Wellcome / EPSRC Centre for Interventional and Surgical Sciences


Virtual Reality, Patient-Specific Simulations and Experiments to Tackle Vascular Malformations: A Proof of Concept

In lay terms, vascular malformations (VMs) are abnormal connections of arteries and veins, meeting directly. Currently, common interventional treatment options available for patients with VMs include embolotherapy (occlusion of the VM vessels) and surgical debulking. Unfortunately, it is impossible to predict the outcome, including symptom relief and recurrence rate following these procedures. 

Furthermore, these procedures are often associated with significant and sometimes life changing risks including end organ ischaemia and infarction, bleeding, nerve injury and thromboembolism. Therefore, at present there is no guideline or consensus to help clinicians to decide on who should receive interventional treatment.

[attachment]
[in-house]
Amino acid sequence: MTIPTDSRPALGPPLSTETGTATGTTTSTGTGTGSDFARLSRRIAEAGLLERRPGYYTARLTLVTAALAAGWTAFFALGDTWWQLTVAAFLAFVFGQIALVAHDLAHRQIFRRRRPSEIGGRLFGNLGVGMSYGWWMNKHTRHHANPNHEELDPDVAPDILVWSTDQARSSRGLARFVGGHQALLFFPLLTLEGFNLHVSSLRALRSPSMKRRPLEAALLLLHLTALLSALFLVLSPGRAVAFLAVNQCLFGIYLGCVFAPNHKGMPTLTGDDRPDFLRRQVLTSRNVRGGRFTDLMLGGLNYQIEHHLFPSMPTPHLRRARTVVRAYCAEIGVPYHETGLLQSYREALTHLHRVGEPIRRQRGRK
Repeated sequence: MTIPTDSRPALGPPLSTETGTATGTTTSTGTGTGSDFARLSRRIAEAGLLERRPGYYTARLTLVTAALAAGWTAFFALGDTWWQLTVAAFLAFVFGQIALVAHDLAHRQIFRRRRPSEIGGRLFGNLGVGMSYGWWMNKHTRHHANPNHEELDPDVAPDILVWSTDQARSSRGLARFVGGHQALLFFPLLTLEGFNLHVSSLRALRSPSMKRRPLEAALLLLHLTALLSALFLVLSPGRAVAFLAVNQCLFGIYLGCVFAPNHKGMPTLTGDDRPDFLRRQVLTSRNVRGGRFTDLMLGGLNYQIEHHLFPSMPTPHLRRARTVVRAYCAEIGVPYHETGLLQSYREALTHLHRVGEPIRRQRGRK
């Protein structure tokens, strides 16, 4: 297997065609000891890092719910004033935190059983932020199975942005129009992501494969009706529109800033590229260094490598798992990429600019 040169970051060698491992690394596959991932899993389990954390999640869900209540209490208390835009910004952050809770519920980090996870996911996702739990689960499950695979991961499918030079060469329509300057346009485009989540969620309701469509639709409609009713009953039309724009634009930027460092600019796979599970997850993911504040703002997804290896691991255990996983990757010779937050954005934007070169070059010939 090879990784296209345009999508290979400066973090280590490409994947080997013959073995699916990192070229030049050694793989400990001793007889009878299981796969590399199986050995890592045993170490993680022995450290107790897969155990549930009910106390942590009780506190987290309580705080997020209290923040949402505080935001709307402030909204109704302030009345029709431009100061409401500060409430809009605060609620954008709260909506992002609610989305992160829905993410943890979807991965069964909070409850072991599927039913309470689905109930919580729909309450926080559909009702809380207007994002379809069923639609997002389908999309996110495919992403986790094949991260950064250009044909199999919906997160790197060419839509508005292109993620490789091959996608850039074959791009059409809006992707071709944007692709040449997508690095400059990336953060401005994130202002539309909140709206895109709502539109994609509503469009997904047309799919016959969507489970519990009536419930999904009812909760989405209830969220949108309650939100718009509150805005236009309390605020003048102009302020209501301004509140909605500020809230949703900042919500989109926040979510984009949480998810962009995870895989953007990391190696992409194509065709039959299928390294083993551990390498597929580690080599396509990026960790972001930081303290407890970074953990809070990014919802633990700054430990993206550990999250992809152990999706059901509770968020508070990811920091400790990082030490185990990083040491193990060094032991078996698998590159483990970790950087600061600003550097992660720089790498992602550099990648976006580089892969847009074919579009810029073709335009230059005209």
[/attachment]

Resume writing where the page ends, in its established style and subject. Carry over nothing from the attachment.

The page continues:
This project will develop a novel proof-of-concept to demonstrate how a set of scientific principles and technical tools can be used to help clinicians better plan and treat VMs.

The use of VR, patient-specific simulations and in-vitro emulators (using a unique patient-specific physical testing facility for bloodflow analyses developed by the applicants) is a combined approach that has never been used before, not only for the case of VMs but more broadly.  

We propose to use a sophisticated set of tools and models developed in-house to explore the use of this novel technological platform in a clinical setting on an area that is underdeveloped (clinically) in vascular surgery.  Albeit vascular malformations in the brain are a well-defined and challenging clinical area, the same cannot be said for vascular malformations anywhere else in the body.  First of all, it does not figure prominently in the clinical vascular training curriculum. Second, complications arise from heterogeneity in presentation and patient population as well as difficulties in deciding the best patient-specific treatment due to extremely abnormal vasculature and difficulties in assessing blood flow patterns due to limitations in clinical imaging as part of the clinical protocol. 


Dr Vanessa Diaz